The Eastman Kodak Affair’s Lesson: Corporations Only Signal Their Imaginary Virtue When It Doesn’t Cost Anything

Wack

Eastman Kodak issued an Instagram post featuring images of Xinjiang, a western Chinese region where the government of China has committed horrific human rights violations

The post promoted the work of French photographer Patrick Wack, who made several trips to Xinjiang in recent years and has collected his damning images—all shot on Kodak film— into a book. Kodak shared 10 of his images with its 839,000 Instagram followers. In the Kodak post and on his own Instagram account, Wack described his images as a visual narrative of Xinjiang’s “abrupt descent into an Orwellian dystopia” over the past five years.

Oh-oh! As the disgraceful U.S. complicity in China’s Wuhan virus cover-up (also Orwellian) has shown, you don’t dare call China’s brutal regime what it is or demand accountability. Chinese social media users attacked Kodak, but Kodak, staying true to American principles of freedom of expression and refusing to bend a knee to tyranny, held its ground as it continued to support Wack and his work.

KIDDING!

I was just messing with you…of course Kodak deleted the post and grovelled an apology for “any misunderstanding or offense” that it might have caused. China, you see, is a big market.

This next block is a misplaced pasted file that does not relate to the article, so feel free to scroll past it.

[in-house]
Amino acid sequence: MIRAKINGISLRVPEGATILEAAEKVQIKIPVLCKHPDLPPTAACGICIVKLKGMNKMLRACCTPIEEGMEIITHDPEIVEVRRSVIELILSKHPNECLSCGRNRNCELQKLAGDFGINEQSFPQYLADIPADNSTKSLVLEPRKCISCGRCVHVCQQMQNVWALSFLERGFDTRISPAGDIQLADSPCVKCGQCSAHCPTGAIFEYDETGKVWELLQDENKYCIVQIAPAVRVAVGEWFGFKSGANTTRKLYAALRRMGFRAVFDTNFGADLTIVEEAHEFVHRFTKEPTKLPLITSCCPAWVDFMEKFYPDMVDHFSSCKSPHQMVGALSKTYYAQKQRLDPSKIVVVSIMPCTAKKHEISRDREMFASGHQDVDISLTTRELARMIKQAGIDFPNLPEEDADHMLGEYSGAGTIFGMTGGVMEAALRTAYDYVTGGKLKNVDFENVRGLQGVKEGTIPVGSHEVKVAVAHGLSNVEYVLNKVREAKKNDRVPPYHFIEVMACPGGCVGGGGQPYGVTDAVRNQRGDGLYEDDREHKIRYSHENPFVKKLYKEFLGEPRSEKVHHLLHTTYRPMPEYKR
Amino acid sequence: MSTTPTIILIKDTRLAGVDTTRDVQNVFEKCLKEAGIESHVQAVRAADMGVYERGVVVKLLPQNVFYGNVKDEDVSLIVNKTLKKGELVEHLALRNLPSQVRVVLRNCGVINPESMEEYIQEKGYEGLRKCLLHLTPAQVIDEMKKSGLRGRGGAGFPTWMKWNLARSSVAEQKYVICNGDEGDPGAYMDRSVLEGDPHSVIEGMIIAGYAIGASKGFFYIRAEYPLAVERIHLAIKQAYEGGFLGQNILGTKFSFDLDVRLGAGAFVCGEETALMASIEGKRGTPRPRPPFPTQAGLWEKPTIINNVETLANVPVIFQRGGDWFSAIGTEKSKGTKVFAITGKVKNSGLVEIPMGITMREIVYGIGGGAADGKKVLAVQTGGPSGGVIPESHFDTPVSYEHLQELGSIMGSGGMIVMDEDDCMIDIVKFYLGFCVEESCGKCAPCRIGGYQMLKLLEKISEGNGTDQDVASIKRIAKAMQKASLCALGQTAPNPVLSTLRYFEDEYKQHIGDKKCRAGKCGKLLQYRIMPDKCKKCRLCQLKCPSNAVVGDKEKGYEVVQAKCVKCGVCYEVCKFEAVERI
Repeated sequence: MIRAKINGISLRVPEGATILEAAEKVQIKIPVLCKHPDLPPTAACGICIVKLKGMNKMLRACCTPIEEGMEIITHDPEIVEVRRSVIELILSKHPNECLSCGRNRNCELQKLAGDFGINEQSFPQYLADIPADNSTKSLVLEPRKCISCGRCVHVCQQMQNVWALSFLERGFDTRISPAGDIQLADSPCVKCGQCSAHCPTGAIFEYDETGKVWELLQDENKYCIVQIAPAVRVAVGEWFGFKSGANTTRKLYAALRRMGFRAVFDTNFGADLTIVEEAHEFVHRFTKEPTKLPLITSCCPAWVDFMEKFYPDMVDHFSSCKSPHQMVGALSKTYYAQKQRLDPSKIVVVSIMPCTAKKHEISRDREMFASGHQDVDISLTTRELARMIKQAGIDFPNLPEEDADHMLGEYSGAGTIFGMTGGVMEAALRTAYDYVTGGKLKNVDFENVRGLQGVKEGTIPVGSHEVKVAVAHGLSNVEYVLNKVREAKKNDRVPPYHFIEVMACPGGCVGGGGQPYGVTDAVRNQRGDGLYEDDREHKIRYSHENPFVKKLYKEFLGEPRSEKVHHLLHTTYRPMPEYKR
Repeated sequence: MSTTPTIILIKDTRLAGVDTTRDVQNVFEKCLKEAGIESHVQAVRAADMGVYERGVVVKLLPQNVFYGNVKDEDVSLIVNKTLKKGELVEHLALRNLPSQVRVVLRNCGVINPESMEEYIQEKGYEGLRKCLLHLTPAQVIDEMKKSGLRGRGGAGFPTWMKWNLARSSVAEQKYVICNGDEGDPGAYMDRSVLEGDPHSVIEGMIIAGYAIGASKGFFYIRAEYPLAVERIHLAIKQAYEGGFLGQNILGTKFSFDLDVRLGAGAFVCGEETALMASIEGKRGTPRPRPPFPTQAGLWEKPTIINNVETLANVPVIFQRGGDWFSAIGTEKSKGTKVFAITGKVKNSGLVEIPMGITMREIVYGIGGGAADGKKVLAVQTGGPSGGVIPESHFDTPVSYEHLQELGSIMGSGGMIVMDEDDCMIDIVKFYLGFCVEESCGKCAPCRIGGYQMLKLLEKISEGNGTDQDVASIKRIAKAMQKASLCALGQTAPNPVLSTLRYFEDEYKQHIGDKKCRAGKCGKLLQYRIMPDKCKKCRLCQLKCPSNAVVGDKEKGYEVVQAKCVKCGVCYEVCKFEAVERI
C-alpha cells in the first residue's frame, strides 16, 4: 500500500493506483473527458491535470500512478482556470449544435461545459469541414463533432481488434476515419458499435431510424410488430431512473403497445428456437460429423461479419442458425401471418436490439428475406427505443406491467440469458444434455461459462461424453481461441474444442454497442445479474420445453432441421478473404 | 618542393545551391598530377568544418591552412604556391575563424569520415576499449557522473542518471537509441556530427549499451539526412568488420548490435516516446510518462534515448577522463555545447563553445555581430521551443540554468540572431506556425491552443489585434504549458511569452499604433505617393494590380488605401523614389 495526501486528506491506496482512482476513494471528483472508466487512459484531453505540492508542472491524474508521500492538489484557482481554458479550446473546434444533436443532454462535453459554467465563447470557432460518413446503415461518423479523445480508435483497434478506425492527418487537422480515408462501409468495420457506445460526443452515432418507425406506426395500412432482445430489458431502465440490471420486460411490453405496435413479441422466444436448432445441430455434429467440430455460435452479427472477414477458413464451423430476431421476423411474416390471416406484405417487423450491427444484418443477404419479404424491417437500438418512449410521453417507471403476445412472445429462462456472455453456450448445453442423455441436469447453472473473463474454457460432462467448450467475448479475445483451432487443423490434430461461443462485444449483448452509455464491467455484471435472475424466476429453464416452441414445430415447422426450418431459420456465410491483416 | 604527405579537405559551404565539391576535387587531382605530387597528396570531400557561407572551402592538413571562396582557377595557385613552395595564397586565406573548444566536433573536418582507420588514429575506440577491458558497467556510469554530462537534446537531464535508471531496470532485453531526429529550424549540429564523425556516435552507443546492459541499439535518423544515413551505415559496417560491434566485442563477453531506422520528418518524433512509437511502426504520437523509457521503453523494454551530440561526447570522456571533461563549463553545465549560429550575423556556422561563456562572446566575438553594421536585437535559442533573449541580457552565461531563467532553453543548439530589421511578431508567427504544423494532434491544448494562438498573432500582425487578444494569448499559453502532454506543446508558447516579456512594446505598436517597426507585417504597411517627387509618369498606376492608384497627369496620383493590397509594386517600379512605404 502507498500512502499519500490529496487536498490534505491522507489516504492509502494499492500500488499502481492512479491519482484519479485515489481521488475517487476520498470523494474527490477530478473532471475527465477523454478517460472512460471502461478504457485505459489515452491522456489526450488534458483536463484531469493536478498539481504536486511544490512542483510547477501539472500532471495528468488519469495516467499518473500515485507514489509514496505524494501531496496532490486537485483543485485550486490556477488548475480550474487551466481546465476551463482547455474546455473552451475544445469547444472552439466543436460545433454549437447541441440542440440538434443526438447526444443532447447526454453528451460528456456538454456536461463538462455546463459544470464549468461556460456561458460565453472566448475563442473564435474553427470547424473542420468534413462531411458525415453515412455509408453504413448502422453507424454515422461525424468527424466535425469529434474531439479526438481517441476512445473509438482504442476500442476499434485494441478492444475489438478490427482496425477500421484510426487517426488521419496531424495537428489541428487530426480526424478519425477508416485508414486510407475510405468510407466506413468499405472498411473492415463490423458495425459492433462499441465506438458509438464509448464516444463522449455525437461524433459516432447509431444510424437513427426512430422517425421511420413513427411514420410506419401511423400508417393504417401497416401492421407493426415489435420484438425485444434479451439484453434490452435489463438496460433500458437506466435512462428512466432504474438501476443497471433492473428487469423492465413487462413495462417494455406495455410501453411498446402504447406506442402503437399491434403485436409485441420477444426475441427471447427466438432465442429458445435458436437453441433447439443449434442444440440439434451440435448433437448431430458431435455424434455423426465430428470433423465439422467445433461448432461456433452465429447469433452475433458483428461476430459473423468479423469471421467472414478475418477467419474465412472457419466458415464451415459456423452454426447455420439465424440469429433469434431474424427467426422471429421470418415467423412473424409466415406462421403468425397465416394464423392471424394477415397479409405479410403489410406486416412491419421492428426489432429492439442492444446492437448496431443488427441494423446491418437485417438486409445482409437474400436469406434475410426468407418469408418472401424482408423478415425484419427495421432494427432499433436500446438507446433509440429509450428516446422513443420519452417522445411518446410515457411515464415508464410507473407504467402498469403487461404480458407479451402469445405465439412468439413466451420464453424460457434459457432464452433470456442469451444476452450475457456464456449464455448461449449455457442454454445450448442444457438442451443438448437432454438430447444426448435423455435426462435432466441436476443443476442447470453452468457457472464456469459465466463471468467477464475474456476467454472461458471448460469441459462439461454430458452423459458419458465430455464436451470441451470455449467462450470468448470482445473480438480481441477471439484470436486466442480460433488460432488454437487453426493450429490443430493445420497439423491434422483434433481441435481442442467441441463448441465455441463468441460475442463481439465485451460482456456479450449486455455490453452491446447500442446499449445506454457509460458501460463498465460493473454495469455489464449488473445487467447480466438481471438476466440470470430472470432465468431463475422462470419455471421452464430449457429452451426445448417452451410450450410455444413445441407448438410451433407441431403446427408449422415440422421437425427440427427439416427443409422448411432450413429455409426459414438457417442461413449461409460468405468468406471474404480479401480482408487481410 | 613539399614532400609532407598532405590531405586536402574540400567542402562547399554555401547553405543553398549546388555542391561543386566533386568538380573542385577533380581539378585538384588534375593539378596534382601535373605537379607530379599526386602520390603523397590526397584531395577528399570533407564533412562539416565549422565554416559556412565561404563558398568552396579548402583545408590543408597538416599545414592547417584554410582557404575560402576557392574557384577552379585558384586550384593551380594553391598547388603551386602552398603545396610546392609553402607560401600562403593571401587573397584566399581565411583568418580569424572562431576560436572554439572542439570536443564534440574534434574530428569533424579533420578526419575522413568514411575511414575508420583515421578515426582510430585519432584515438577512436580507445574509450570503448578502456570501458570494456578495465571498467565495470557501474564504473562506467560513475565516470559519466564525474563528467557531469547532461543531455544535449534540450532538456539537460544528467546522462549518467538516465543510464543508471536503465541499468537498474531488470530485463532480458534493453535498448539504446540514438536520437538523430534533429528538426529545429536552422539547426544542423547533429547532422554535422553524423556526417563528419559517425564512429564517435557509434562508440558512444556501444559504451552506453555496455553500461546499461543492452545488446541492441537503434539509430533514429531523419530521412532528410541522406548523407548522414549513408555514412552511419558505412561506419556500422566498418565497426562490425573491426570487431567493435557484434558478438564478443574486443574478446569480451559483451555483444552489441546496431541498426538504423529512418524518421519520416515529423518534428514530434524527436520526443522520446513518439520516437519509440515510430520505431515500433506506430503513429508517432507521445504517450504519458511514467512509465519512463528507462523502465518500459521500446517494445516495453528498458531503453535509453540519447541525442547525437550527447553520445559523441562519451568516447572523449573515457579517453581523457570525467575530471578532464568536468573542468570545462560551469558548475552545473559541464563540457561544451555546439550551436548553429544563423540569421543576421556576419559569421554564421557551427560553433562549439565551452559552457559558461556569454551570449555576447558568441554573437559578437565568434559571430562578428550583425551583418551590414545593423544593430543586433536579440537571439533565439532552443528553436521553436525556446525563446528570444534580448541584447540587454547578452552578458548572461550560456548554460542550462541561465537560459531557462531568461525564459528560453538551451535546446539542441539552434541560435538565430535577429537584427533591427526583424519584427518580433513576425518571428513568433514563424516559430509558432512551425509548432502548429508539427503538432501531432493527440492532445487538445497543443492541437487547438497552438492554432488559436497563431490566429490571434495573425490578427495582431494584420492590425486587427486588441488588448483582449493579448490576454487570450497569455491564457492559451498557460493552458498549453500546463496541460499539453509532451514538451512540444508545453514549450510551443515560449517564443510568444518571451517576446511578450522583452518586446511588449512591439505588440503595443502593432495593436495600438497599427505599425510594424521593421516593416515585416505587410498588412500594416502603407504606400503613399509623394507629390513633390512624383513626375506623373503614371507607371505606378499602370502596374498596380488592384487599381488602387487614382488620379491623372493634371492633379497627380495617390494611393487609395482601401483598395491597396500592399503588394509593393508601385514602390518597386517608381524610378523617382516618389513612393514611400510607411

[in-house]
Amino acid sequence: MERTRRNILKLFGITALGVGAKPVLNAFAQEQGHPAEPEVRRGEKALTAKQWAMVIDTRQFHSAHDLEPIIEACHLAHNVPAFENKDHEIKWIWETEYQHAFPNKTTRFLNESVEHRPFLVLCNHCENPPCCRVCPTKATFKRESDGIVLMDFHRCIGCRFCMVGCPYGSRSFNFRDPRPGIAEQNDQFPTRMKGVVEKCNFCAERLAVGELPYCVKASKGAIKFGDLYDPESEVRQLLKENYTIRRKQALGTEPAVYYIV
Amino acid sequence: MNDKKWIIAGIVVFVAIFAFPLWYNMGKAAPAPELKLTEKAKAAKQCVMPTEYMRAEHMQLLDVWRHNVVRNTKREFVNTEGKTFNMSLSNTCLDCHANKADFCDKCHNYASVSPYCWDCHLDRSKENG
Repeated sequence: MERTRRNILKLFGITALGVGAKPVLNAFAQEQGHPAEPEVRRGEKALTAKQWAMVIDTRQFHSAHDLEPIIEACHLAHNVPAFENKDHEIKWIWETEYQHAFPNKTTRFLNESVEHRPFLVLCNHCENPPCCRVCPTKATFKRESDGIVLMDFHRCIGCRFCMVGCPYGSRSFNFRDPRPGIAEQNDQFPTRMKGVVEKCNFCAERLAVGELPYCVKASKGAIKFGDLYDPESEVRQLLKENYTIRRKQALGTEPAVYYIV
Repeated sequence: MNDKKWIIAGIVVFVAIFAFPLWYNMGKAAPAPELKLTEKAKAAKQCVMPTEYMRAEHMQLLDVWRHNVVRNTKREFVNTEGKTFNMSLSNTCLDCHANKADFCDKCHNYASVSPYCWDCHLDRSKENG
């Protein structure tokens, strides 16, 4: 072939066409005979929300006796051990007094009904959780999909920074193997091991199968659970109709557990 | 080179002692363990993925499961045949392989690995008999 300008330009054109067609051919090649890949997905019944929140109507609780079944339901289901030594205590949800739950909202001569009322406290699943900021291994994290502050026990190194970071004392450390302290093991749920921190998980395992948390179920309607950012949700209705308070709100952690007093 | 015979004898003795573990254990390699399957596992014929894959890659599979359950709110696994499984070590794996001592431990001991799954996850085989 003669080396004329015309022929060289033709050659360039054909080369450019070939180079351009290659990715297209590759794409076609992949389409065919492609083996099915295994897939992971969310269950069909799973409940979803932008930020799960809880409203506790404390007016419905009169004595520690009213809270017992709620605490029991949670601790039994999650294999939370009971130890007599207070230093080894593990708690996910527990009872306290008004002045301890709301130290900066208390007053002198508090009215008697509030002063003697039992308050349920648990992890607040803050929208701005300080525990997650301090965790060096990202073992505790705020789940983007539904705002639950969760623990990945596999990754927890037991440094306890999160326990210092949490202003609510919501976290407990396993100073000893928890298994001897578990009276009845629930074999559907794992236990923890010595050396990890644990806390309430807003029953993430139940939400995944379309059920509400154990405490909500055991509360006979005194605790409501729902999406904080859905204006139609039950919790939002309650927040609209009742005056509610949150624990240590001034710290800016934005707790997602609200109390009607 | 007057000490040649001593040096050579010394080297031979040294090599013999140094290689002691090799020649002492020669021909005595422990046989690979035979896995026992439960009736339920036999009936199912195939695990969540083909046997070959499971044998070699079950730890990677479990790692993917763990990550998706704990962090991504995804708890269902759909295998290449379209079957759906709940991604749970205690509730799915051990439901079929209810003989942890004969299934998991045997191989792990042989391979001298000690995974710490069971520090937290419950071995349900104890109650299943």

So while our corporate giants have no hesitation in bombarding the gullible with nostrums during “these difficult times,” and announce their fealty to #MeToo, “antiracism,” and Black Lives Matter to pander to various consumers, never think that they really care about anything but their global profits.

Capitalism confers many benefits on society, but courage, integrity, and ethical values are not among them, and never have been.

3 thoughts on “The Eastman Kodak Affair’s Lesson: Corporations Only Signal Their Imaginary Virtue When It Doesn’t Cost Anything

  1. (cue music) – “These are the moments of your li-i-fe” (abrupt descent into an Orwellian dystopia)

    “Passivity is fatal to us. Our goal is to make the enemy passive.”– Mao Zedong (dead Chinese guy, before he was dead)

  2. “China, you see, is a big market.”

    A big market for what? Kodak barely exists as a functional company these days. They sold off nearly everything of value in their bankruptcy proceedings a few years ago. Who would be better situated to stand up to this nonsense than a company that has no products or customers?

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